Preservation of magazine content and its accessibility

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Reading-Room of the Boston Public Library, 1871 Wikimedia Commons

Clifford Lynch has just published a thoughtful and carefully researched article on Stewardship in the “Age of Algorithms”. Lynch’s central claim is that the web, algorithm-based institutions and our contemporary social media are in practical terms impossible to archive and preserve via traditional approaches. The traditional approaches that he has in mind are ‘format migration’ and ‘emulation’, but he appears to suggest that these are alternative approaches when they are essentially complementary. In fact one cannot have format migration without emulation, and any software emulation requires appropriate file format inputs. Lynch gives us a handy explanation of the format migration strategy:

The traditional models of digital archiving are twofold: format migration and emulation. Both, of course, assume a substrate, which is now relatively well understood and implemented with a fairly high degree of confidence, assuming reasonably consistent and continuous funding, of bit-level preservation by migration from one storage technology to the next as necessary [19]. The first approach, format migration, is best suited to “document-like” objects: PDFs, Microsoft Word files, audio, video, XML, JPEG, TIFF, etc. Here the idea is that, as standards, or de facto standards, gradually evolve and the ecosystem to deal with those types of files shift, curators will migrate the file formats, but this strategy is not necessarily as simple as it seems. New file formats are often not isomorphic to older ones. Formats may be proprietary and/or undocumented, and even objects claiming to conform to well-known standards may not implement these standards correctly or may add proprietary extensions. Lynch:Stewardship in the “Age of Algorithms”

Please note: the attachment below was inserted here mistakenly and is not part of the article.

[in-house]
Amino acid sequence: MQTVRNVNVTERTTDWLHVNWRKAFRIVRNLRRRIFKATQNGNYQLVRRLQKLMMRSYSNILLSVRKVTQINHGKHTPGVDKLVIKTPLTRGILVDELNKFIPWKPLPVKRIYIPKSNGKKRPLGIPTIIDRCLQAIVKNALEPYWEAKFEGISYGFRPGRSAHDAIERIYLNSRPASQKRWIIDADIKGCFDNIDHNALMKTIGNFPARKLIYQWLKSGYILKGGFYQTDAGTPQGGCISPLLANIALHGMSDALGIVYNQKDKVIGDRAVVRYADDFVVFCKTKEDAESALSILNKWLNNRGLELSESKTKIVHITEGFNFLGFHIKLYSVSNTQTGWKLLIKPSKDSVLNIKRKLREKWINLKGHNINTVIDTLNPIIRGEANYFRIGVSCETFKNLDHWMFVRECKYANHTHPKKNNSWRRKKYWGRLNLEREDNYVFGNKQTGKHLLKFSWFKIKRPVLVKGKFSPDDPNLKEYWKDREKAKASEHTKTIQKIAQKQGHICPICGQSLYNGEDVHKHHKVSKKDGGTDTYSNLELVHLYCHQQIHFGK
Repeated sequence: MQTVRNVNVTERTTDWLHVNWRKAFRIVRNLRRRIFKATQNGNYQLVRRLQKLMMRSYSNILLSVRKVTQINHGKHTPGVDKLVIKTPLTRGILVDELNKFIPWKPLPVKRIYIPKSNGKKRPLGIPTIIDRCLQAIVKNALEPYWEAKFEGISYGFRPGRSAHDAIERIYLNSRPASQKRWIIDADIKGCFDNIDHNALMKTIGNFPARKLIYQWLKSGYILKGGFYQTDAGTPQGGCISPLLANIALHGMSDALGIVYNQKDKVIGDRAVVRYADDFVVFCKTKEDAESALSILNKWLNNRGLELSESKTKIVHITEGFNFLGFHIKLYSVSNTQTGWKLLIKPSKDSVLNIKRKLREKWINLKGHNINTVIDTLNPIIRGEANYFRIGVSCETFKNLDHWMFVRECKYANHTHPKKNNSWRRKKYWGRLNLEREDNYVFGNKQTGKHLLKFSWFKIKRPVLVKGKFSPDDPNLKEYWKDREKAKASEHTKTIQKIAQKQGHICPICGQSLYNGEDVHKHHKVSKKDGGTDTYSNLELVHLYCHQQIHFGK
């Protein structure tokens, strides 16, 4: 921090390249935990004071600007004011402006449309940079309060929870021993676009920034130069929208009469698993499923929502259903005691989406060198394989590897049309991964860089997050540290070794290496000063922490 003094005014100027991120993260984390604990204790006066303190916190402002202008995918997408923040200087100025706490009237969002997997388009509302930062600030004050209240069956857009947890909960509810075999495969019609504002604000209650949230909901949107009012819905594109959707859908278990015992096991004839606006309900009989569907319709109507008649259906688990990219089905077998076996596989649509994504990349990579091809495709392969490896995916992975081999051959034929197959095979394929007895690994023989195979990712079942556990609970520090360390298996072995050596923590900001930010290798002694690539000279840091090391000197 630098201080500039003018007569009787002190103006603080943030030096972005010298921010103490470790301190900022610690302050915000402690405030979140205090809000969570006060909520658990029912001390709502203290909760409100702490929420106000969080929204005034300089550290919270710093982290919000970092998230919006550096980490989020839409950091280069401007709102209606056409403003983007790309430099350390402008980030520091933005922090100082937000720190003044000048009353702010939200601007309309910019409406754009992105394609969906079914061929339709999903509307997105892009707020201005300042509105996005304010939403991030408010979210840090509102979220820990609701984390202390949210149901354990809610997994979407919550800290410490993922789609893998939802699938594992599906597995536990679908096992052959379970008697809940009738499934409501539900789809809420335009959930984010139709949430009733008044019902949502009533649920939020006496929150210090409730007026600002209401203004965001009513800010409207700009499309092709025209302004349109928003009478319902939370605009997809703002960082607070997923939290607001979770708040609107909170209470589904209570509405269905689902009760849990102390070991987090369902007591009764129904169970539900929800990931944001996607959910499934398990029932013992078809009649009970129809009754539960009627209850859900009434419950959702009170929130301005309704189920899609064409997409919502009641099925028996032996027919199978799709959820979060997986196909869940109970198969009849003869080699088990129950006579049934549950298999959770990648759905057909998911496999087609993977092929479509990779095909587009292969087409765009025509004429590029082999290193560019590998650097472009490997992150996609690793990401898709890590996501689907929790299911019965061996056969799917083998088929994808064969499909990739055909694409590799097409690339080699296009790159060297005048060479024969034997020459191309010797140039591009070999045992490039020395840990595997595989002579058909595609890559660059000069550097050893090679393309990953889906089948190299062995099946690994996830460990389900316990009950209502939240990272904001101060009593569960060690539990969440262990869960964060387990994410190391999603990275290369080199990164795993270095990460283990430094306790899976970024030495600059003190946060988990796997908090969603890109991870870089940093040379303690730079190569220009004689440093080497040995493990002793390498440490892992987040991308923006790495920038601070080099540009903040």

While this may be a small correction to Lynch’s overall argument, it points to an important consequence. In digital culture, preservation — even of traditional cultural objects — is not a closed process. Once we aim to preserve analog or primarily physical cultural objects (for example photographs or books or magazines) in digital repositories and databases we are implicitly committed to an ongoing task of enabling and facilitating new forms of access. Precisely because our digital culture and our innovative technological mix will be inventing new ways of interacting with and enjoying these traditional cultural objects. Nor is it a settled or obvious question how these improvements and developments should be pursued.